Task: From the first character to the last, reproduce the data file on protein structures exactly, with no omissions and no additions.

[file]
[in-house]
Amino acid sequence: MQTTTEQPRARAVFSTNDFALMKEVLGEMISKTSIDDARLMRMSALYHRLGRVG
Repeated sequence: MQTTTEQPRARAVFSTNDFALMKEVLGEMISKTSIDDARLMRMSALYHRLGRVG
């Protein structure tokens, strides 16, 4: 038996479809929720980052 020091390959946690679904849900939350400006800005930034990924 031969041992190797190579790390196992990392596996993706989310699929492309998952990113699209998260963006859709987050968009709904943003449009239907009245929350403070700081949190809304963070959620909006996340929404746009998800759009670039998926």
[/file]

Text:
[in-house]
Amino acid sequence: MQTTTEQPRARAVFSTNDFALMKEVLGEMISKTSIDDARLMRMSALYHRLGRVG
Repeated sequence: MQTTTEQPRARAVFSTNDFALMKEVLGEMISKTSIDDARLMRMSALYHRLGRVG
């Protein structure tokens, strides 16, 4: 038996479809929720980052 020091390959946690679904849900939350400006800005930034990924 031969041992190797190579790390196992990392596996993706989310699929492309998952990113699209998260963006859709987050968009709904943003449009239907009245929350403070700081949190809304963070959620909006996340929404746009998800759009670039998926």